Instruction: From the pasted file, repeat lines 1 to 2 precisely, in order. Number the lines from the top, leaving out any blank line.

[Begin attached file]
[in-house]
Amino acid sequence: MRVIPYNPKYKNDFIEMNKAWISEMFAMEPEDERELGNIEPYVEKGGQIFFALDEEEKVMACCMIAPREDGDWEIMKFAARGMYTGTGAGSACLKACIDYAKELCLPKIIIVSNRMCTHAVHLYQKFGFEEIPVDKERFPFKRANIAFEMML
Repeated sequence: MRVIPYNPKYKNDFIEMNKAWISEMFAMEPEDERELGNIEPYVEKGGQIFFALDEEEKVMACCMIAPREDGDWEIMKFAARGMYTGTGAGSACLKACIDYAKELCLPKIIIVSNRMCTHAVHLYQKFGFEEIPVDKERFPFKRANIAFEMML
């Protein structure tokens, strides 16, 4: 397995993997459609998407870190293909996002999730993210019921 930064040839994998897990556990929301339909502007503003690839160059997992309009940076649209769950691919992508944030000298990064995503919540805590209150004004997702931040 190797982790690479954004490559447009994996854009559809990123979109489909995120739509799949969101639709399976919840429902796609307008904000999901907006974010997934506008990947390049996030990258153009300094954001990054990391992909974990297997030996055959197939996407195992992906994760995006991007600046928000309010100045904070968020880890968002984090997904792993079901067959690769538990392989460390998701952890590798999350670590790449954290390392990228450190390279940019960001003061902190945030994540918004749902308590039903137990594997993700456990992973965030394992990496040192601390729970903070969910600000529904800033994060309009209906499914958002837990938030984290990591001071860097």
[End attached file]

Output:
[in-house]
Amino acid sequence: MRVIPYNPKYKNDFIEMNKAWISEMFAMEPEDERELGNIEPYVEKGGQIFFALDEEEKVMACCMIAPREDGDWEIMKFAARGMYTGTGAGSACLKACIDYAKELCLPKIIIVSNRMCTHAVHLYQKFGFEEIPVDKERFPFKRANIAFEMML